Our first Japanese lunch turned out, contrary to our expectations, to consist entirely of bean curd sweets. In another restaurant we were misled by a picture of what looked like a delicious oriental version of green tagliatelle. The image didn’t disclose that the dish in question was served stone cold. Japan, we discovered, was a looking-glass world. Superficially, it seems like anywhere else in the 21st century. But the more you experience it, the more you find the rules of life are subtly different.
After a succession of gastronomic shocks or out of toilet-slipper anxiety, we decided to change our itinerary, cancelled our booking in another, more traditional ryokan, and instead headed south to see something more familiar: modern art.
It certainly takes time to get to Naoshima from almost anywhere else in Japan, so Turrell would denitely approve. First you need to go to Okayama, the nearest large town – several hours by bullet train from Tokyo – then you change to a local stopping train that dawdles for another hour or so to the coast, where you have to wait for the ferry. I had the impression that in Japan things are either astonishingly rapid – such as the marvellous Shinkansen high-speed train – or surprisingly lackadaisical, like every local bus and train we took.
But once we got to Naoshima we wanted to stay. Just as Turrell had said, the journey – and the slowing down to contemplation speed – is part of the process. Soichiro Fukutake, the man behind the transformation of this little spot into a modern art lover’s Shangri-La, is of the same opinion. Most museums, Mr Fukutake has said, are just places for displaying art. But he believes that: ‘The art, the building and the environment should work together to wake up the viewer.’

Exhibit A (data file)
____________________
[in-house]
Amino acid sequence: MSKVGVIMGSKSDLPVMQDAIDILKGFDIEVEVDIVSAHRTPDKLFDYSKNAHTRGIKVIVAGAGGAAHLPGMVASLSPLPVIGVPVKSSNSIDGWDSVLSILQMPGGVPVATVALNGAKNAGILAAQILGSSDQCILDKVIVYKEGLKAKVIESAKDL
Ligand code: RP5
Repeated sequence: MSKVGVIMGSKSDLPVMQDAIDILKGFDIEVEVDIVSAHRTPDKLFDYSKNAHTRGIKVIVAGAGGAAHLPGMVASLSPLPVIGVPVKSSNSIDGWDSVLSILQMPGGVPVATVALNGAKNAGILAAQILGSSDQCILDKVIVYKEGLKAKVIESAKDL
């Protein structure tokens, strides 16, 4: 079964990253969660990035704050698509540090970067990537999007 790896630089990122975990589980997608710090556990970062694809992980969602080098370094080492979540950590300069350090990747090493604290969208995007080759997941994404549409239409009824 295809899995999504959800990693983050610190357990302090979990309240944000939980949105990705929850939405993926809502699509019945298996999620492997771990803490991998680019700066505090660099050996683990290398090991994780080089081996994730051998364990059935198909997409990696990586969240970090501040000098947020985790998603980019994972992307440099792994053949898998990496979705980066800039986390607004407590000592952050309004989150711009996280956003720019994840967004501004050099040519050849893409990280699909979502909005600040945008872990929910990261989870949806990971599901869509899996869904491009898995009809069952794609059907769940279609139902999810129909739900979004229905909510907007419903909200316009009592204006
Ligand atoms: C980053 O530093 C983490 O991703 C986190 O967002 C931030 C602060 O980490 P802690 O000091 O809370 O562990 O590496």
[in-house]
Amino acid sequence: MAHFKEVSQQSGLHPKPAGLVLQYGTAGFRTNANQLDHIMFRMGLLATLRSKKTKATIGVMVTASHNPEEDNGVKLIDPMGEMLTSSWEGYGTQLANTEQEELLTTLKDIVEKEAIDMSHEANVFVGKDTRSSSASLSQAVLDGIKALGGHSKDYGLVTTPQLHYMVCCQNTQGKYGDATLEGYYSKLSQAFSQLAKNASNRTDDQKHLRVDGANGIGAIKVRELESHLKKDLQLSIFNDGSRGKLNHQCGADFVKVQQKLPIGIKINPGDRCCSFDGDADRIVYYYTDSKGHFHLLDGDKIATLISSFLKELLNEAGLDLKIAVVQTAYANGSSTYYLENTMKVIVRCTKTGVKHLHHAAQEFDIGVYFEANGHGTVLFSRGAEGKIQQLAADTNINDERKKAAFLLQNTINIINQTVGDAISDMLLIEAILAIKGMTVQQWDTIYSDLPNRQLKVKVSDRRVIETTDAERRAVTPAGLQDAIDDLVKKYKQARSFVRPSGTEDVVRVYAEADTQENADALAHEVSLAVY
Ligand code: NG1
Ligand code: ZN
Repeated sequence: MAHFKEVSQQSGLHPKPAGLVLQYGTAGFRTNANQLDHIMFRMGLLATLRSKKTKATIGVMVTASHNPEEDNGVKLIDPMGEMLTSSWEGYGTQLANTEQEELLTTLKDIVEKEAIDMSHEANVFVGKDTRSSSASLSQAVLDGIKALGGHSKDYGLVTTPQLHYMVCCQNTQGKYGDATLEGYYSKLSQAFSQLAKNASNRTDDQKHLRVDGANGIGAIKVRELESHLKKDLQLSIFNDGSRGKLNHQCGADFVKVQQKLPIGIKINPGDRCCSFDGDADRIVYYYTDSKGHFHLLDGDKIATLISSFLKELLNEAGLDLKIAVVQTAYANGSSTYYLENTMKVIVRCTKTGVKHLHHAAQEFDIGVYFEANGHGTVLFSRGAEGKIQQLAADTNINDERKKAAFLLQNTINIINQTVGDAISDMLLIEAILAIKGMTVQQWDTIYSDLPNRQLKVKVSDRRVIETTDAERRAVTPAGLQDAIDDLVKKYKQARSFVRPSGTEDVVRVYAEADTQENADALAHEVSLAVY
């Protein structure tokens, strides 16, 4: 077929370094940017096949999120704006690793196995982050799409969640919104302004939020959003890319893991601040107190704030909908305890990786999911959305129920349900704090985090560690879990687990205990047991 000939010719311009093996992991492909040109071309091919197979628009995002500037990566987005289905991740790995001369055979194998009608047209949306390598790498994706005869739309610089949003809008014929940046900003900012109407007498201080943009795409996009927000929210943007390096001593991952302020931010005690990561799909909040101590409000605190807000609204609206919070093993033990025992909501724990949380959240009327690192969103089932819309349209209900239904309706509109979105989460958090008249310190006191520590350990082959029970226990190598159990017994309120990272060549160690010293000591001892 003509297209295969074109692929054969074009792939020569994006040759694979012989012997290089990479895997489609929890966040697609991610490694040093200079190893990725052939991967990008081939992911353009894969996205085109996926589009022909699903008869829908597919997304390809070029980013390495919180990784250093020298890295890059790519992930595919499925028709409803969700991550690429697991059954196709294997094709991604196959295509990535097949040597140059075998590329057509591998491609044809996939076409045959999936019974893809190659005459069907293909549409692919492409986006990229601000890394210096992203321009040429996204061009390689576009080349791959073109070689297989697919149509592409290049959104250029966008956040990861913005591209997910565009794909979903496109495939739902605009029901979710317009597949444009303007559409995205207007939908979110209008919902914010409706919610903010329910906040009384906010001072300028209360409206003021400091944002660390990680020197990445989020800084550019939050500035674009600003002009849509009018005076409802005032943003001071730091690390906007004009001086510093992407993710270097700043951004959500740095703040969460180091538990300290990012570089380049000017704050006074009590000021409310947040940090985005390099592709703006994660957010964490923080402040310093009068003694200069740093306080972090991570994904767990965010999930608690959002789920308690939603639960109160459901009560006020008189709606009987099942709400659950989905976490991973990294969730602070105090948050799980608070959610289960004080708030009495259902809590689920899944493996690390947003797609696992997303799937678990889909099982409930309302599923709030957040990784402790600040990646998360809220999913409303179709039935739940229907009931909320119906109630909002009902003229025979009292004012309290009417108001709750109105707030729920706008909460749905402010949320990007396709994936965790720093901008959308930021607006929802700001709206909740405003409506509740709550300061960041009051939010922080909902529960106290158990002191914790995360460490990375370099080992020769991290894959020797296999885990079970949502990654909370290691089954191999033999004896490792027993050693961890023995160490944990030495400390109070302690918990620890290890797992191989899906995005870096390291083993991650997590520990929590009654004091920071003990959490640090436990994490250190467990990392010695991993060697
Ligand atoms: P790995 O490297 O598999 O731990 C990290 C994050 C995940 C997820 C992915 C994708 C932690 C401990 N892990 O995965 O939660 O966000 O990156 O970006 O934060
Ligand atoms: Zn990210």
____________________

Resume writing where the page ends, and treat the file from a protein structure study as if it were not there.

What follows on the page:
The phrase he used – ‘wake up’ – recalls the term satori, meaning ‘awakening, comprehending or understanding’, used in Japanese Buddhism. His intention, in other words, is to create a place that is not only a display of first-rate works of art, but also a site that alters consciousness in the way a temple or a shrine might do. And he has succeeded.
Naoshima is a small community with a population of a little over 3,000. At a meeting in 1985, the site was originally imagined by Fukutake’s father and the local mayor as a place where children from around the world could gather. The family fortune comes from education, and Benesse Holdings, Inc., in which it still has a stake, owns, among other enterprises, Berlitz Language Schools.
After his father’s death, in 1986, Fukutake began to create an art world shrine on Naoshima. Over the years, the project has grown and grown, coming to include ever more works by a multiplicity of artists, and spreading onto the neighbouring islands of Teshima and Inujima. People really do make a pilgrimage to come here. On the ferry I recognized some fellow citizens of the art world. An Italian in an elegant tweed jacket, for example, was apparently making a round trip from Tokyo – just possible if you catch a very early bullet train, but still requiring a lot of commitment.